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Effective military leadership demands that the leader should have basic leadership qualities so as to conquer and counter the strategies of the enemy. As a military leader, Sun Tzu’s leadership approach had a number of similarities and differences to the leadership strategies used by great military leaders throughout history (Gagliardi & Tzu, 2012).
America’s defeat in Vietnam exposed a number of leadership strengths and weaknesses that many historical military leaders had. Tzu’s cunning ability is revealed in his ability to train and equip women and youths into powerful military forces. The cunning attribute is similar to leadership strategies employed by Hannibal Barca, Georgy Zhukov, Ghengis Khan, and Julius Caesar (Cawthorne, 2004; Harvey, 2008). These military leaders were cunning and often focused on understanding their enemies.
As Gagliardi and Tzu (2012) reveal, Julius Caesar and Sun Tzu constantly maneuvered and showed respect to their enemies. This made their enemies expose their strengths and weaknesses easily. Unlike many aggressive military leaders who include Adolf Hitler and Hannibal Barca, Sun’s leadership approach entailed subduing the enemy. Sun avoided engaging in a physical war. He appointed and trained concubines and used them to prove that giving clear directives was an important military leadership approach. Sun’s military policy involved reminding himself that war was never an end in itself but rather a means to achieving a greater goal.
Like Socrates, Sun, and many other great leaders encouraged leaders to be humble. Great leaders believed that high military numbers did not always transform into having an advantage over an enemy on the battlefield. The choice of soft targets in a war was a successful strategy that Sun and other successful leaders used. Having knowledge of the battlefield terrain, Sun’s military strategies proved that conceptualizing one’s military doctrine and being focused on the set goals was important. Unlike many leaders, Sun always focused on winning the trust and support of his followers (Gagliardi & Tzu, 2012).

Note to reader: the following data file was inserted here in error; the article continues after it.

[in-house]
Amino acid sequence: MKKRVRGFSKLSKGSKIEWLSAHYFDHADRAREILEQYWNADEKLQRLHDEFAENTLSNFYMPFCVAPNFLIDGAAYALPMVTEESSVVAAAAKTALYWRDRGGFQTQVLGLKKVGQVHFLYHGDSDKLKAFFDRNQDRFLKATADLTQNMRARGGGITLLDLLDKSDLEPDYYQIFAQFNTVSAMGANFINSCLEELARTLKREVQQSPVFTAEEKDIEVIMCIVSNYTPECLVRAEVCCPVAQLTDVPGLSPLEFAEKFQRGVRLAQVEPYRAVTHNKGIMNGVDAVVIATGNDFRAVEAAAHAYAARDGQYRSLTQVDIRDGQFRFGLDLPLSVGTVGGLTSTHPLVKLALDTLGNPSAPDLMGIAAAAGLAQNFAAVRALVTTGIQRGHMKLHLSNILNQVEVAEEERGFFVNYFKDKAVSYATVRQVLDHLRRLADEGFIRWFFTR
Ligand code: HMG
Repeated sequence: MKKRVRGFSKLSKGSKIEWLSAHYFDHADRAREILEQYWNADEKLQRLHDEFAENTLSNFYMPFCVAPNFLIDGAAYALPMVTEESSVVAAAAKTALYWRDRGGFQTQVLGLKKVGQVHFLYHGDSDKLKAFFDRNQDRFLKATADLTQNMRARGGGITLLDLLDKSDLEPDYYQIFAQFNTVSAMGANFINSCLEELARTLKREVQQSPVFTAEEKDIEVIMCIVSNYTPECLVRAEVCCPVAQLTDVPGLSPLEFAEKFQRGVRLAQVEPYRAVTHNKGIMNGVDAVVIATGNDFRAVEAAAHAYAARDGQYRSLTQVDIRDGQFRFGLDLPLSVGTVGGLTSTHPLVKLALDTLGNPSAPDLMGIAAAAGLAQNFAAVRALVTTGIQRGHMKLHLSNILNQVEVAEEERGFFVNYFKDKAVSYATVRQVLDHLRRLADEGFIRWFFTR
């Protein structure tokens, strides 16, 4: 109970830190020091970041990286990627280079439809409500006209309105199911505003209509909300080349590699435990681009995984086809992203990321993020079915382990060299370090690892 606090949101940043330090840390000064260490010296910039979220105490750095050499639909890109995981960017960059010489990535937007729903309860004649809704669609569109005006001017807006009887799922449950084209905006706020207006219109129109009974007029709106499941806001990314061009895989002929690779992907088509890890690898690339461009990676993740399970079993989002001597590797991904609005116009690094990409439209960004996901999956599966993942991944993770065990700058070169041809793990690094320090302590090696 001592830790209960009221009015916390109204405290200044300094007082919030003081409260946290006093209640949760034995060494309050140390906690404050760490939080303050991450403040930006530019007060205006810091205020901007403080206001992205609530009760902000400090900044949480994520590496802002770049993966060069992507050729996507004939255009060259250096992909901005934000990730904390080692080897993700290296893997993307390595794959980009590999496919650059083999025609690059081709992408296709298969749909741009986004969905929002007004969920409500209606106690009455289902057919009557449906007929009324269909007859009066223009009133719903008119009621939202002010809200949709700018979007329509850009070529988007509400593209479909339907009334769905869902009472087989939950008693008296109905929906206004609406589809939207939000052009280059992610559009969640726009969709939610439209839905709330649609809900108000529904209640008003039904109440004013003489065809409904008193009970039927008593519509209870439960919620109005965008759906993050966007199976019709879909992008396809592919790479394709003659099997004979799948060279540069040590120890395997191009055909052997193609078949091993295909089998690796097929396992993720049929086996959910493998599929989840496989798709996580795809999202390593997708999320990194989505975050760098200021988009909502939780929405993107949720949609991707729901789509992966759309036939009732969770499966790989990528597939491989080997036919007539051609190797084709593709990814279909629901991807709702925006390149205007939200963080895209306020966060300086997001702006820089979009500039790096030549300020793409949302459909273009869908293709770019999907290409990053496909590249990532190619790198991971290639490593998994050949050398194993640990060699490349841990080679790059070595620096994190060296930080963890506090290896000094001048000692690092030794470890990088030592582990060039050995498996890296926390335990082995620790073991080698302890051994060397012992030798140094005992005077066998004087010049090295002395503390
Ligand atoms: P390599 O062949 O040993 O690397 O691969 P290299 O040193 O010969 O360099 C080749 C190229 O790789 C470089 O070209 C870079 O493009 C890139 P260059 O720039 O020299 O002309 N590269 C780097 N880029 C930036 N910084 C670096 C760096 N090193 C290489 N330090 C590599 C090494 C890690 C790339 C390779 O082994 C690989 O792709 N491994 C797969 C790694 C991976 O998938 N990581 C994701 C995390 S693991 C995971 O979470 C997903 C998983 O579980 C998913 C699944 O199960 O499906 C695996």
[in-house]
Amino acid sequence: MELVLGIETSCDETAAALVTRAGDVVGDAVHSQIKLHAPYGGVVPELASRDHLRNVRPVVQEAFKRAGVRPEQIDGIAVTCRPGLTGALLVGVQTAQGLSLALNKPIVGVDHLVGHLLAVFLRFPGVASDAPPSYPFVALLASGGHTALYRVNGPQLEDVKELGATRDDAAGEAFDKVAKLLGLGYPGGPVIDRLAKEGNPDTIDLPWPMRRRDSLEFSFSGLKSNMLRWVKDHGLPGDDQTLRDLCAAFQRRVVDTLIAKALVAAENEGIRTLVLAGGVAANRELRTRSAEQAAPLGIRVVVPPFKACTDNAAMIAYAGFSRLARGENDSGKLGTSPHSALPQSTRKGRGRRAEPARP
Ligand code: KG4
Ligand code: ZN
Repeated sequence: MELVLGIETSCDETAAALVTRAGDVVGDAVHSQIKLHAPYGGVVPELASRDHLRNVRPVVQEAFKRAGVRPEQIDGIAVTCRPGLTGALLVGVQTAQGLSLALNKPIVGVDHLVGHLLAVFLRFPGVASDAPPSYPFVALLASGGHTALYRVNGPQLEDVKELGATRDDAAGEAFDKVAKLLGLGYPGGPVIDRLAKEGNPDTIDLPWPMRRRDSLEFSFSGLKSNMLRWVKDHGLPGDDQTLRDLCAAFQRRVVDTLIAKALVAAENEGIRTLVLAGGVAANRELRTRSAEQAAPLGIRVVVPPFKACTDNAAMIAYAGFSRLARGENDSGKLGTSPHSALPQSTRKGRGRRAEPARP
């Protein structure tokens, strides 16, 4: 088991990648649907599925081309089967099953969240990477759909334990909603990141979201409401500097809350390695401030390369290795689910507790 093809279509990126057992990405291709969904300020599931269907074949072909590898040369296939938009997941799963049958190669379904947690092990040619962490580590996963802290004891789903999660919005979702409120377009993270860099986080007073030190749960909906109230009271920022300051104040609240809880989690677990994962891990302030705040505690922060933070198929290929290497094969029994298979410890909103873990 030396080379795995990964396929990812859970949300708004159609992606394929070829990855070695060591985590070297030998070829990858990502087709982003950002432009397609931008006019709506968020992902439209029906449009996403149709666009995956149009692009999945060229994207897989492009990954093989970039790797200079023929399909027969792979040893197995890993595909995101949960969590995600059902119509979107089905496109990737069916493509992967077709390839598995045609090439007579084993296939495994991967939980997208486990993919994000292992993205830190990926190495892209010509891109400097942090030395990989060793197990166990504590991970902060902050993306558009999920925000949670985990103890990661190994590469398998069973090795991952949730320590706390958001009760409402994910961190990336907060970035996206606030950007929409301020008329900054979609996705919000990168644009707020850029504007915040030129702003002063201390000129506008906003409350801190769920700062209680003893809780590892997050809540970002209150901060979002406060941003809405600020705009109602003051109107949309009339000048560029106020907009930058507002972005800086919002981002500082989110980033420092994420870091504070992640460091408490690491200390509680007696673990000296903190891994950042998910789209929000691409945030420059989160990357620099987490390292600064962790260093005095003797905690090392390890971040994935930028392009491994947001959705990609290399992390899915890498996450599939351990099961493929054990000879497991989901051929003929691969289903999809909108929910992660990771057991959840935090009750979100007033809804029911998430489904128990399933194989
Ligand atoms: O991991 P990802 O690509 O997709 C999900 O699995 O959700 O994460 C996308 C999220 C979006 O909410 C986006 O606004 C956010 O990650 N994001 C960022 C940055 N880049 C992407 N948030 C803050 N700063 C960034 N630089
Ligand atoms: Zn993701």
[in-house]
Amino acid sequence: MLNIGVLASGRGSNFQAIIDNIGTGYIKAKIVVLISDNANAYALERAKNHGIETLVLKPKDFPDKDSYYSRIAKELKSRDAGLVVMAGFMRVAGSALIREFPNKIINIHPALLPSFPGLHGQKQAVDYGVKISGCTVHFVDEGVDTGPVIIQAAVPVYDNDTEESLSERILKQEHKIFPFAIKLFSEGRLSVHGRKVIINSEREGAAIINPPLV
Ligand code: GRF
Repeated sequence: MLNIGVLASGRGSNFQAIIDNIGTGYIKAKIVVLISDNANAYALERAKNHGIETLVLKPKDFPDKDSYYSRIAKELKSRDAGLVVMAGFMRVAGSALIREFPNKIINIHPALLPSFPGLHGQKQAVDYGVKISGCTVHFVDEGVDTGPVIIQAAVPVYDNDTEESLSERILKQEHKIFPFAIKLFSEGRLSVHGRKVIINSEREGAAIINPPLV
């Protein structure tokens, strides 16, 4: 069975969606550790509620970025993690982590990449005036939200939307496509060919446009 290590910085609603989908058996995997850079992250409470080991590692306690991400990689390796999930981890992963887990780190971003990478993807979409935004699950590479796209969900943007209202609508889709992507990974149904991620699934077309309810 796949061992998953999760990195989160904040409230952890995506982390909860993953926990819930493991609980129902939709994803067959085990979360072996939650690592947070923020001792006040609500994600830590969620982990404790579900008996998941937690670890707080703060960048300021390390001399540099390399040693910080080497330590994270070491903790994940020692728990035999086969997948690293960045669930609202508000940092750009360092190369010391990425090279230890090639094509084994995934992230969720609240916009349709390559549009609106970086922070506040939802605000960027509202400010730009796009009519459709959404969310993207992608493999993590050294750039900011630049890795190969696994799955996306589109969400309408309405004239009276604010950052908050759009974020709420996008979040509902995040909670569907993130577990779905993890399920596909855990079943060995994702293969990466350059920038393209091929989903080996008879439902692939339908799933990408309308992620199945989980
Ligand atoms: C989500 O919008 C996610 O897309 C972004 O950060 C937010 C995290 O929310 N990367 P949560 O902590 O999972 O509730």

Avoidance of confrontational military attacks was a major military strategy. Most successful military leaders such as Julius Caesar and Sun Tzu used insurgent forces to disarm their enemies. Contrary to what leaders such as Hitler and Ghengis did, Sun always relied on military spies and intelligence information in acquiring crucial information about his enemies (Harvey, 2008; Gagliardi & Tzu, 2012). Leaders such as Ghengis, Field Marshall Bernard, Saddam Hussein, Douglas Haig, Armstrong Custer, and General George McClellan failed to acquire adequate knowledge about their enemies.
Today, military leaders focus on showcasing their military artillery. These forms of military leadership often cause a lot of havoc and loss of both property and human life. Modern military leaders also focus on strictly adhering to the rule of law and working in accordance with the policies of democratically elected presidents and other heads of states.
Military leadership that is based on informative principles, creativity, hard work, and enhancement of cohesion in the team enhances success. It can be concluded that intellectual battles are easy to win if relevant military strategies are implemented.
Cawthorne, N., (2004). Military Commanders: The 100 Greatest Throughout History. Enchanted Lion Books, LLC.
Gagliardi, G. & Tzu, S., (2012). The warrior class: Sun Tzu’s the art of war as 306 lessons in strategy. Clearbridge Publishing Company.
Harvey, R., (2008). Maverick military leaders: The extraordinary battles of Washington, Nelson, Patton, Rommel, and others. New York, NY: Skyhorse Publishing.